“When? … Shit. Okay. I’ll be right there. Don’t do anything.” Preacher hung up. “I’ve got to head out. I’ve got shit I need to do.”

“Is there anything I can do?”

“Yeah, stay here. If Bishop comes just hang out with him.” He already had on a pair of jeans, a shirt, and his boots, which were still open. “Don’t talk to him without me.”

She wasn’t inclined to know what club business was.

He pressed a kiss to her lips. “I’m sorry I’ve got to leave.”

“Club business. I recall my parents screaming a lot of the time about him always leaving and putting the club first. It’s fine.”

“You have no idea what is first to me.” He cupped her face, kissing her hard. “Don’t overwork yourself today.”

Within seconds he was gone, and she stared at the empty space where he’d been.

Pushing the blankets off her body, she padded across the bathroom and climbed into the shower. Her body still felt so alive from last night. She closed her eyes, and still felt the way his hands touched her body. Caressing over her breasts, down between her thighs, until she got to her pussy.

The memory was so clear, so vivid, it wiped away all trace of their very first time together. Not that there was a whole lot to remember from the first time. She’d been honest with Bishop that it was more a feeling the day after and a vague, blurry awareness of what happened. Nothing guaranteed.

Last night was the true night she had lost her virginity.

After finishing in the shower, she gathered her clothes, throwing them into the laundry bin before heading to her own room, to change.

As she was pulling up a pair of sweatpants, her stomach chose that moment to growl.

She went straight to the kitchen, putting a pot of coffee on, and then looking through the fridge for anything to eat. One of the few recipes she did know how to cook, and only because Preacher told her, was pancakes.

Bishop arrived as she was frying them up.

“Hey, beautiful,” he said.

“Hey.”

When he tried to kiss her, she quickly dodged his touch and started to serve up pancakes. “Are you hungry?”

“Yeah, sure. Starving.”

“Good. I’m glad you brought your appetite.”

“Where’s my dad?”

“Why would you ask me where he is?”

“Because you’re home and I’m not? Why are you acting weird?” Bishop asked, frowning. “Where did you go last night?”

She looked at him. “I got a headache, drove home. How did you get home?”

“I used my bike.”

“Your keys are in the dish beside one the cabinet by the door.” She poured some warm syrup over his pancakes before taking a seat herself.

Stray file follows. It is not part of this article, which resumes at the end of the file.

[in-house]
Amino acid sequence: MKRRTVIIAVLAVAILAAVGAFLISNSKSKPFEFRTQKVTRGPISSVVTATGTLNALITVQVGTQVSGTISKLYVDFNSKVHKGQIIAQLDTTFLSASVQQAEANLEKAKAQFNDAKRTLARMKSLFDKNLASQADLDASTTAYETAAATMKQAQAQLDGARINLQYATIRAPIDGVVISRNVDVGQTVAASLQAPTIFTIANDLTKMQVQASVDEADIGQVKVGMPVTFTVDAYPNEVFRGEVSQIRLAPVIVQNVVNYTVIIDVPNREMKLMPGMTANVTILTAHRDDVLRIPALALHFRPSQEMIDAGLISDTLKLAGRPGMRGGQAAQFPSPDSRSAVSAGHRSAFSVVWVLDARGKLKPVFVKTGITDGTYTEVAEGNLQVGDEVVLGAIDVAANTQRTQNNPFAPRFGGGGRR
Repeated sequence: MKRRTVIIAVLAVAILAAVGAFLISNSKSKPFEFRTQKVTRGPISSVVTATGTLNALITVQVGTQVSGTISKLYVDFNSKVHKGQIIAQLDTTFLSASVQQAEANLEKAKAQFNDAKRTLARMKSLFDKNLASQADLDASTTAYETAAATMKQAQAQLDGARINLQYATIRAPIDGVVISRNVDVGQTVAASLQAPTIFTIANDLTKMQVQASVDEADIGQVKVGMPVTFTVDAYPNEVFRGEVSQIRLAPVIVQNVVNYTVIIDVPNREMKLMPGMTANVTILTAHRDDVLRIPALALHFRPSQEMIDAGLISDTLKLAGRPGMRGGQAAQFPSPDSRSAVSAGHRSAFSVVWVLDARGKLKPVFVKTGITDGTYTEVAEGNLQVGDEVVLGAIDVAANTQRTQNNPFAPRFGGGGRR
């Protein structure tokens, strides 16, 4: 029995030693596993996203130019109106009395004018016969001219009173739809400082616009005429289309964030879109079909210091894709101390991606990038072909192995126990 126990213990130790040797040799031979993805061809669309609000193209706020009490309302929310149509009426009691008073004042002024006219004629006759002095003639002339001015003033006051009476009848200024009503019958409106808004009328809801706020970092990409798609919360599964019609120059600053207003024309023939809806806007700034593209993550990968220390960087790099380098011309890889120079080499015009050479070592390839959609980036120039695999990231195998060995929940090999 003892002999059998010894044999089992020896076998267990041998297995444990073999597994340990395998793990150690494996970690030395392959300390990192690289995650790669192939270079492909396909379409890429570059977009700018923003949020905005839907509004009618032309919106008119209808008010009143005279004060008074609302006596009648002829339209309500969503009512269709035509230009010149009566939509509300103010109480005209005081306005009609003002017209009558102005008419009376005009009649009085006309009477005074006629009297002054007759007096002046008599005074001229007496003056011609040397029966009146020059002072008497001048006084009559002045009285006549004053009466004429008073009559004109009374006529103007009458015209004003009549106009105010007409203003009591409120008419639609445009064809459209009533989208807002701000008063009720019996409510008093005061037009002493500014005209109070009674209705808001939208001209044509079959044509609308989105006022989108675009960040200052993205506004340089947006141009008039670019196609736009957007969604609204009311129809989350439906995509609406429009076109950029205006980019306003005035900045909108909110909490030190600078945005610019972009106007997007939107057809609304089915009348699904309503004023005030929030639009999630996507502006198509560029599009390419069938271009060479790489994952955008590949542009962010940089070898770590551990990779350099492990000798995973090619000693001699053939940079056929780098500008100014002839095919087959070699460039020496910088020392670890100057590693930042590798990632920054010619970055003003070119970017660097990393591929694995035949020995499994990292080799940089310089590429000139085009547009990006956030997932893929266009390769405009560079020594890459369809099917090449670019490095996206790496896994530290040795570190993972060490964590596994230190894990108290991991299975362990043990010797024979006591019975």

She didn’t want to look weird, but already she’d snapped at him.

Great, Robin, just great.

“What happened to you last night?” she asked. “I came back from the bathroom to see you’d gone.”

Bishop paused and took his time to chew his pancake. She wondered if he’d lie to her.

He kept on chewing, and she was almost anticipating the lie that would fall from his lips.

“I headed outside, you know, had a couple of smokes with the guys, that kind of thing.”

“Okay.” She wouldn’t ask him about what she saw and what she knew; there was really no point in asking him.

He’d either lie about it, or not say anything, or blame her in some way.

“What are you doing today?”

“I’m going to relax. Watch a couple of movies. I’m beat. You?”

“I’m going to work on my bike, unless you want to fool around? I’m up for that.”

She forced a smile to her lips. “I’m sure you are. Not today. I’ve got homework as well.”

“You’re always doing freaking homework.”

She let him have his mood.

That’s the guilt. When are you going to let him realize he’s the one that fucked up many times? He couldn’t keep it in his pants.

There’s no point, I don’t want him. I’ve never wanted him.

Even the first time she realized he was sleeping with other women, it hadn’t bothered her. She’d wondered many times over the years why she didn’t care until she realized the truth: the only reason she didn’t care was because she loved him but wasn’t in love with him.

“You want to join me in my homework?”

“Nah, I’ve got more important things to do.”

“You do realize it’s more important to graduate than fix your bike?”

“I’m not going to need to graduate. Not with me joining the club, remember? I’m eighteen now. I’ve a right to sign on as prospect and earn my patch.”

“Is that what you want?

“Yeah, it is.” Bishop pushed his chair back and left the room.

She stared at his empty plate. He wouldn’t even take his dish into the kitchen.

Chapter Nineteen

“This is his handiwork?” Preacher asked, staring at the body of one of the women who worked for him. She’d been reporting to the club from the moment he put the word out he was hoping to find any dirt on O’Klaren, and right now, he stared at the bastard’s evidence. He had a couple of eyewitnesses who had given O’Klaren’s description. The only problem, the witnesses were addicts, and none of them would be taken seriously.

Source: www.StudyNovels.com